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dc.contributor.authorZharkova, Natalia
dc.contributor.authorHewlett, Nigel
dc.contributor.authorHardcastle, William J.
dc.date.accessioned2018-06-29T15:52:54Z
dc.date.available2018-06-29T15:52:54Z
dc.date.issued2008-12
dc.identifierER243
dc.identifier.citationZharkova, N., Hewlett, N. & Hardcastle, W. (2008) An ultrasound study of lingual coarticulation in children and adults, Proceedings of the Eighth International Seminar on Speech Production (ISSP), Strasbourg, , , pp. 161-164,
dc.identifier.urihttp://issp2008.loria.fr/Proceedings/PDF/issp2008-34.pdf
dc.identifier.urihttps://eresearch.qmu.ac.uk/handle/20.500.12289/243
dc.description.abstractThere have been a number of studies which compared coarticulatory patterns in children and adults, but these studies have produced conflicting results, particularly with respect to anticipatory lingual coarticulation. This study used articulatory measures derived from ultrasound imaging, in order to establish any differences between child and adult coarticulatory patterns, and to quantify the degree of variability in children's and adults' productions. The participants were four adults and four normally developing children aged 6 to 9 years, all speakers of Standard Scottish English. The data were the syllables /i/, /u/ and /a/, in the carrier phrase It's a -_ Pam- (ten repetitions). Synchronised ultrasound and acoustic data were recorded using the Queen Margaret University ultrasound system. Extent of consonantal coarticulation and within-speaker variation in child and adult productions were compared according to a new ultrasound-based measure of coarticulation. A significantly greater amount of anticipatory lingual coarticulation was found in children than in adults. Much within-group variability was observed, in both age groups. Within-speaker variability was significantly greater in children than in adults. These results are in agreement with some previous studies. Possible reasons are discussed for some of the contradictions in the literature on child and adult coarticulation.
dc.format.extent161-164
dc.relation.ispartofProceedings of the Eighth International Seminar on Speech Production (ISSP), Strasbourg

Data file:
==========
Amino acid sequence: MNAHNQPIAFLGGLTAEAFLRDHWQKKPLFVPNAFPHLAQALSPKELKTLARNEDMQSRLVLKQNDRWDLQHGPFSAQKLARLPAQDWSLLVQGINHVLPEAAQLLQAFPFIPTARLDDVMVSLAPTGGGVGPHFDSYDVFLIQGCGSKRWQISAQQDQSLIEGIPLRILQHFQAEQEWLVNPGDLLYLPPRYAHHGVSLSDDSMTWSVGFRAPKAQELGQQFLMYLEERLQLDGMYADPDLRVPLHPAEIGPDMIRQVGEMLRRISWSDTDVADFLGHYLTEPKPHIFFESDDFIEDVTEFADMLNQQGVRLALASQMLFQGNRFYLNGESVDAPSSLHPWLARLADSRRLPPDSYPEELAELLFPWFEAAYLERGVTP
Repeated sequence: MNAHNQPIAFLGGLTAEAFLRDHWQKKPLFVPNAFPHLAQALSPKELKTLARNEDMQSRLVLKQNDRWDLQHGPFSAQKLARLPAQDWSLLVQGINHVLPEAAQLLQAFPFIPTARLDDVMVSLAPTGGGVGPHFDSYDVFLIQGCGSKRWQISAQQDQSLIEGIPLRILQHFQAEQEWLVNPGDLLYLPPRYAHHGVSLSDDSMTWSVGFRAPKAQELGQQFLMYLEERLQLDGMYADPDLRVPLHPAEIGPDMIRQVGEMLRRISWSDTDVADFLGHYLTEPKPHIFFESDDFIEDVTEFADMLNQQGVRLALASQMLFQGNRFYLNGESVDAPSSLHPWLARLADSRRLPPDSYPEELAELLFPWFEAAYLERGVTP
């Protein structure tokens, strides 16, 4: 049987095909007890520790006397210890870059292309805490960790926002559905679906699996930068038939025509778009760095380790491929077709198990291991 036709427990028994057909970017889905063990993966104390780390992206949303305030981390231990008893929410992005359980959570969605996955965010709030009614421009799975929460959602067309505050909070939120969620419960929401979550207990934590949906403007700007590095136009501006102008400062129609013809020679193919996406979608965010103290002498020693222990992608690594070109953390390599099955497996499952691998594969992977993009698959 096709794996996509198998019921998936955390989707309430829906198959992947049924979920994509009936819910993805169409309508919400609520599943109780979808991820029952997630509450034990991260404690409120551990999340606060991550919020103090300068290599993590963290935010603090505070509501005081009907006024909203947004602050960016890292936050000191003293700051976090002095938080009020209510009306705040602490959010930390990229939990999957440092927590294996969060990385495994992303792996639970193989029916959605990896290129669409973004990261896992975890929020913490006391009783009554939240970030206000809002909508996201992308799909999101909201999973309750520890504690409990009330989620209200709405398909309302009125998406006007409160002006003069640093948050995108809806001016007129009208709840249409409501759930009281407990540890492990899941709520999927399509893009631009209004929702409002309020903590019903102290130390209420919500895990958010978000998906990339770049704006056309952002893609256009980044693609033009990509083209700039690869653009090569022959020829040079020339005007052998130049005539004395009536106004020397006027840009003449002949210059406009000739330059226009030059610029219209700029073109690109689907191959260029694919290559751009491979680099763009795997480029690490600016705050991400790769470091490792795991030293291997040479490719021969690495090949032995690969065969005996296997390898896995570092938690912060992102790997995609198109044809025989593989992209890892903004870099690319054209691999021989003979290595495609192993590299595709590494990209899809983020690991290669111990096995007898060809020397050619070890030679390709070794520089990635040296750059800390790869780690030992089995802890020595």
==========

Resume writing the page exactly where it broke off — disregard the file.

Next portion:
dc.titleAn ultrasound study of lingual coarticulation in children and adults
dc.typearticle
dcterms.accessRightspublic
dc.description.facultycasl
dc.description.referencetext[1]. E.H. Buder. Experimental phonology with acoustic phonetic methods: formant measures from child speech. In B. Bernhardt, J. Gilbert, & D. Ingram (Eds), Proceedings of the UBC International Conference on Phonological Acquisition. Cascadilla Press, Somerville, 254-265, 1996. [2]. W.F. Katz & S. Bharadwaj. Coarticulation in fricativevowel syllables produced by children and adults: a preliminary report. Clinical Linguistics and Phonetics, 15:139-143, 2001. [3]. W.F. Katz, C. Kripke, & P. Tallal. Anticipatory coarticulation in the speech of adults and young children: acoustic, perceptual, and video data. Journal of Speech and Hearing Research, 34:1222-1232, 1991. [4]. R.D. Kent, R.D. The segmental organization of speech. In P.F. MacNeilage (Ed.), The Production of Speech. Springer-Verlag, New York, 57-89, 1983. [5]. L. Nijland, B. Maassen, S. Van der Meulen, F. Gabriels, F.W. Kraaimaat, & R. Schreuder. Coarticulation patterns in children with developmental apraxia of speech. Clinical Linguistics and Phonetics, 16:461-483, 2002. [6]. S. Nittrouer, M. Studdert-Kennedy, & R.S. McGowan. The emergence of phonetic segments: evidence from the spectral structure of fricative-vowel syllables spoken by children and adults. Journal of Speech and Hearing Research, 32:120-132, 1989. [7]. S. Nittrouer, M. Studdert-Kennedy, & S.T. Neely. How children learn to organize their speech gestures: further evidence from fricative-vowel syllables. Journal of Speech and Hearing Research, 39:379-389, 1996. [8]. J. Sankaranarayanan, H. Samet, & A. Varshney. A fast all nearest neighbour algorithm for applications involving large point-clouds. Computers & Graphics, 31:157-174, 2007. [9]. J.A. Sereno, A.R. Baum, G. Cameron Marean, & P. Lieberman. Acoustic analyses and perceptual data on anticipatory labial coarticulation in adults and children. Journal of the Acoustical Society of America, 81:512-519, 1987. [10]. K.A. Siren & K.A. Wilcox. Effects of lexical meaning and practiced productions on coarticulation in children's and adults' speech. Journal of Speech and Hearing Research, 38:351-359, 1995. [11]. H.M. Sussman, K.A. Hoemeke, & H.A. McCaffrey. Locus equations as an index of coarticulation for place of articulation distinctions in children. Journal of Speech and Hearing Research, 35:769-781, 1992. [12]. A.E. Thompson & T.J. Hixon. Nasal air flow during normal speech production. Cleft Palate Journal, 16:412- 420, 1979. [13]. Y. Vazquez Alvarez and N. Hewlett. The trough effect: an ultrasound study. Phonetica, 65:105-121, 2007. [14]. N. Zharkova. Quantification of coarticulatory effects in several Scottish English phonemes using ultrasound. QMU Speech Science Research Centre Working Papers, WP-13, 2007
dc.description.ispublishedpub
dc.description.eprintid243
rioxxterms.typearticle
qmu.authorHardcastle, William J.
qmu.authorZharkova, Natalia
qmu.authorHewlett, Nigel
dc.description.statuspub


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